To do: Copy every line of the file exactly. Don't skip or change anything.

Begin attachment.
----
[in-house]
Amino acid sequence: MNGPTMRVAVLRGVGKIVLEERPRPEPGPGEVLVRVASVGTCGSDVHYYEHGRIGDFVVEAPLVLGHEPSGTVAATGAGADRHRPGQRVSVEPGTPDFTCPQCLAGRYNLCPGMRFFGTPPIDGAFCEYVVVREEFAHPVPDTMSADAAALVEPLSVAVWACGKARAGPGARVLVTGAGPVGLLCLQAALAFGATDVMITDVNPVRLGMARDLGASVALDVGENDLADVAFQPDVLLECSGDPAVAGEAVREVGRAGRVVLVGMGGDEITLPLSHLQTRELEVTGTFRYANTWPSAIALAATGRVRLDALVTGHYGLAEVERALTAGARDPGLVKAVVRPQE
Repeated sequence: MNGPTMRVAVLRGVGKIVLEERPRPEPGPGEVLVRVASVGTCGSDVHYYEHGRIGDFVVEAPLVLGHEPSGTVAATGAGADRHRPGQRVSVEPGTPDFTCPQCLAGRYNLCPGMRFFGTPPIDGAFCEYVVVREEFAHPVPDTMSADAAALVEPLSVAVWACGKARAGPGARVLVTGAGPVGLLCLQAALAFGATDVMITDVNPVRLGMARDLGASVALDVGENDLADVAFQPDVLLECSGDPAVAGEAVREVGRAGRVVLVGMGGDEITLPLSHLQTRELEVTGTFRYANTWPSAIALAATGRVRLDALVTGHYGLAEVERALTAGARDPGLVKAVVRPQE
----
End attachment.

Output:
[in-house]
Amino acid sequence: MNGPTMRVAVLRGVGKIVLEERPRPEPGPGEVLVRVASVGTCGSDVHYYEHGRIGDFVVEAPLVLGHEPSGTVAATGAGADRHRPGQRVSVEPGTPDFTCPQCLAGRYNLCPGMRFFGTPPIDGAFCEYVVVREEFAHPVPDTMSADAAALVEPLSVAVWACGKARAGPGARVLVTGAGPVGLLCLQAALAFGATDVMITDVNPVRLGMARDLGASVALDVGENDLADVAFQPDVLLECSGDPAVAGEAVREVGRAGRVVLVGMGGDEITLPLSHLQTRELEVTGTFRYANTWPSAIALAATGRVRLDALVTGHYGLAEVERALTAGARDPGLVKAVVRPQE
Repeated sequence: MNGPTMRVAVLRGVGKIVLEERPRPEPGPGEVLVRVASVGTCGSDVHYYEHGRIGDFVVEAPLVLGHEPSGTVAATGAGADRHRPGQRVSVEPGTPDFTCPQCLAGRYNLCPGMRFFGTPPIDGAFCEYVVVREEFAHPVPDTMSADAAALVEPLSVAVWACGKARAGPGARVLVTGAGPVGLLCLQAALAFGATDVMITDVNPVRLGMARDLGASVALDVGENDLADVAFQPDVLLECSGDPAVAGEAVREVGRAGRVVLVGMGGDEITLPLSHLQTRELEVTGTFRYANTWPSAIALAATGRVRLDALVTGHYGLAEVERALTAGARDPGLVKAVVRPQE